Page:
Decolonial Archive Lab - Student Initiative
This seminar is a collaboration between a small group of BIPOC + migrant students and Juana Awad at the Theory and History department. It is a student research-creation initiative in which participants will work both theoretically and practically with notions of knowledge generation and dissemination within the context of decolonial theory and practices. The collective work will lead towards a publication.
We will decide on our reading list on our first meeting on May 8th. Participants are encouraged to propose texts and sources. Possible authors include Gloria Anzaldúa, Saidiya Hartman, Alana Lockward, Silvia Rivera Cusicanqui amongst others.
Registration starts on April 17th. Max. participants 14.
Dates: Our first meeting is on May 8th. Thereafter we meet every Monday from 10am to 2pm. There will be two sessions with external guests on Thursday 1.6 (TBC) and 15.6. (TBC) open to the whole khb community. Additionally there will be two final session in early July on dates to be decided by the group.
Important: This course will build upon the theory covered during the past courses Postcolonial and Decolonial Matters (SoSe22), Postmigrantische Kritiken (SoSe22) and Colonial Presents: Artistic and Curatorial Interrogating (WiSe22/23). Past experience and engagement with decolonial theory and practices are expected.
WHY IS THIS COURSE TAKING PLACE
“Dear friends and collaborators, we are a small group of BIPOC + migrant students collaborating with theory lecturer Juana Awad, and this summer semester we are creating an autonomous seminar, a laboratory and writing group, producing our own archive as a decolonial practice and the many layers and facets that it touches in our lives. We want to create a space within this this art school, where we can support each other, have discussions, and produce and distribute knowledge - in the form of archive creation - because we sincerely believe that knowledge has the amplifying effect in empowering ourselves and our communities, and to shift the centre away from – and reduce reliance on – the capitalist colonial patriarchal hegemony.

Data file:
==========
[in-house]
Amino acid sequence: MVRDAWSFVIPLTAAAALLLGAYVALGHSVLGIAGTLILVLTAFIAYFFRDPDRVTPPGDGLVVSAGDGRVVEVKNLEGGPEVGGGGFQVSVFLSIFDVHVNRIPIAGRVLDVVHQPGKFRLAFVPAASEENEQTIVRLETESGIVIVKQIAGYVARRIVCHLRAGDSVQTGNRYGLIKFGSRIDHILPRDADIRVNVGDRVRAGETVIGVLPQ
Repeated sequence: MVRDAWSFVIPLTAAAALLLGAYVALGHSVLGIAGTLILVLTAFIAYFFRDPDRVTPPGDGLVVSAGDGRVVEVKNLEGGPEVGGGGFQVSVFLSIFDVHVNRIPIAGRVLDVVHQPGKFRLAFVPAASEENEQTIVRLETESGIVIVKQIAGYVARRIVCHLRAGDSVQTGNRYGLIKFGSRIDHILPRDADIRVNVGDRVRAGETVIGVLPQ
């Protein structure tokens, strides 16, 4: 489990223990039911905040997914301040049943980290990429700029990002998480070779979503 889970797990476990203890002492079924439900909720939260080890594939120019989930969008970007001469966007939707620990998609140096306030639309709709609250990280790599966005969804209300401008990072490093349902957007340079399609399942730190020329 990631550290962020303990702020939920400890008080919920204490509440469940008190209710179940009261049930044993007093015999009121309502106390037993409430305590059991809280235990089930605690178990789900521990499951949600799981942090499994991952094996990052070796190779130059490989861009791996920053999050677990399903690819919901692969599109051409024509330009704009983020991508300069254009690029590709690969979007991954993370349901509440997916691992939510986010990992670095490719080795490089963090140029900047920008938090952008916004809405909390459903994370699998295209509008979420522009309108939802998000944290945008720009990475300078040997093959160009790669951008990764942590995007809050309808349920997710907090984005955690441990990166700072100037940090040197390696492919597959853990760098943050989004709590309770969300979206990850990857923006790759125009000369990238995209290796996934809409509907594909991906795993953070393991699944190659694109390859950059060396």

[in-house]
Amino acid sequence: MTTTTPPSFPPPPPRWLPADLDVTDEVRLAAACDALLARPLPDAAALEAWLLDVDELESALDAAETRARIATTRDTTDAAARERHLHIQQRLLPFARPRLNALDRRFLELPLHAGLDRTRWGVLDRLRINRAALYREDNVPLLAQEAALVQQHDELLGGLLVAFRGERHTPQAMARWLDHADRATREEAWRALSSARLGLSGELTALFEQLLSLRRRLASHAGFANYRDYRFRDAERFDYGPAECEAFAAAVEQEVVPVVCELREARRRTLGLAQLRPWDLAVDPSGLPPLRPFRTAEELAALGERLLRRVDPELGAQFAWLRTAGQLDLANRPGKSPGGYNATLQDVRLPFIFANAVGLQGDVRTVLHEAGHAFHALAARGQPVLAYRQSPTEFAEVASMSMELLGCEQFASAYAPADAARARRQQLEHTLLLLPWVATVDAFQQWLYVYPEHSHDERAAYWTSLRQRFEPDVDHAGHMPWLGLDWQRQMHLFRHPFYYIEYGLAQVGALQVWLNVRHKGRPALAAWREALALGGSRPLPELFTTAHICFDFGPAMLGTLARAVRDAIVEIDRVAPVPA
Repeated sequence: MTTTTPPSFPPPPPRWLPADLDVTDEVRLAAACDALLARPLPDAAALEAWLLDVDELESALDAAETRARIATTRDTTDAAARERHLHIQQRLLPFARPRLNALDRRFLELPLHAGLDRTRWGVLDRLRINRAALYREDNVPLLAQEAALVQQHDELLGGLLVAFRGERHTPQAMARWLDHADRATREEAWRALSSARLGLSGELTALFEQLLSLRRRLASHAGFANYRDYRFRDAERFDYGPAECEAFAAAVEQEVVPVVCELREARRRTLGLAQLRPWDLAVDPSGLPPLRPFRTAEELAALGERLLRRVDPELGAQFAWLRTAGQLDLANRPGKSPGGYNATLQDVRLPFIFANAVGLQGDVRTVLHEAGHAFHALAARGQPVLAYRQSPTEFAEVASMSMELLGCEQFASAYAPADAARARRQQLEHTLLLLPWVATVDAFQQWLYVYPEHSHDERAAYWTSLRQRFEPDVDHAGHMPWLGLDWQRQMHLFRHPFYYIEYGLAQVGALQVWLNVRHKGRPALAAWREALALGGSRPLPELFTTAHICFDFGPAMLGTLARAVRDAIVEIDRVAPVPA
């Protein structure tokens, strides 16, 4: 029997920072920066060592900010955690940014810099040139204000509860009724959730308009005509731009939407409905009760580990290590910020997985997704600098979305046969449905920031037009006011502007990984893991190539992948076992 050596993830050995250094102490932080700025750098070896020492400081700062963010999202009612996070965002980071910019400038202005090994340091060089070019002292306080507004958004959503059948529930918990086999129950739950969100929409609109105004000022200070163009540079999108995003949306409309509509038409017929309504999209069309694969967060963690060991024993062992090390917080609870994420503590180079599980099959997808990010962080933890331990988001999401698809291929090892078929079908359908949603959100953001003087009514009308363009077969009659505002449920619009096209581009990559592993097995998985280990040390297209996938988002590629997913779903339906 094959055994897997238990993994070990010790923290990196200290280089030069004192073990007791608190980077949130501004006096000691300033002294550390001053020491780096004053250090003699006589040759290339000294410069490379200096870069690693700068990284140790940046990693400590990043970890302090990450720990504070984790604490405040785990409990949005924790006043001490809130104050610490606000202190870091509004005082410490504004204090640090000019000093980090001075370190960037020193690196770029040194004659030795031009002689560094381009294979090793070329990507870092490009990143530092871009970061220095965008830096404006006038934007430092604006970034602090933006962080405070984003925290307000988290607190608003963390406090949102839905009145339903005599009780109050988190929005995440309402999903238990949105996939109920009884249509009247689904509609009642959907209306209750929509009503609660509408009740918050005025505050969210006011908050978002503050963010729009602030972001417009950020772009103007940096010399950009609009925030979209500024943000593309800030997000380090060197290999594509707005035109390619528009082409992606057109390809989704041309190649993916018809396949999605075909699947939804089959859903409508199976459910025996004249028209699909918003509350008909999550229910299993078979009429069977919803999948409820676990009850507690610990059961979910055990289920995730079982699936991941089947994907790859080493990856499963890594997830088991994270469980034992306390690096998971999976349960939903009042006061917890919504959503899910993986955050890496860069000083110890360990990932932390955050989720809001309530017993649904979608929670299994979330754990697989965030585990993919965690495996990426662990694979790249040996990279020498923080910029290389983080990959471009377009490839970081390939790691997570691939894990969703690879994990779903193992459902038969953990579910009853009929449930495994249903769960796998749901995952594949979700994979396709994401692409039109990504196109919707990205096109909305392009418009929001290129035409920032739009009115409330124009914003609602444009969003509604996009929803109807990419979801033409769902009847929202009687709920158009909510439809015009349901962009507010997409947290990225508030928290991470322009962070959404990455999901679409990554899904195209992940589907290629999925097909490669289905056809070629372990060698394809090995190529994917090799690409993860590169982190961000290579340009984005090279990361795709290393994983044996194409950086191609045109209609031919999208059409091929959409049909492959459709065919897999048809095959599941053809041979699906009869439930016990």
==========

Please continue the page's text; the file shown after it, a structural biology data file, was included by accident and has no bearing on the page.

We ask ourselves:
• What can archive actually mean… and what is it for?
• What forms can this archive take?
• What is the decolonizing practice, beyond the word “decolonial” which is already so exhausted in academic circles?
• How to produce and distribute knowledge that is conscious of discrimination structures based on class, gender, race, ability, etc., and how do they influence a person's access to knowledge?
• How to write and publish, when most of our mother tongues are actually neither English nor German?
• What is the importance of translation work and when can something not be translated?
• How do we use this project to expand our networks, invite collaborations, and share our privileges and resources? Especially with our communities who are doing amazing decolonizing work somewhere else, beyond the spaces of white colonial institutions?
• What structural supports should this project have to ensure its long-term run?
What is the importance of having this space in the university?
An art university in the capital of one of European Fortress’s largest (economic and political) superpowers, an institution that from our perception stands for innovation, intellectualism and expression, is not free of colonial violence but rests on the coloniality inherent to the modern-world system, which has historically denied, subalternized and/or appropriated art forms, knowledge, and methods of knowledge production from around the world.
This lab is started with the intention of criticizing that epistemological and structural colonial violence. It is also started with the intention of creating our own program, inviting our own workshops, panel discussions and some lecturers we would like to see, around archive and knowledge-production, and trying to use the structures already in place to achieve this.” Raras Umaratih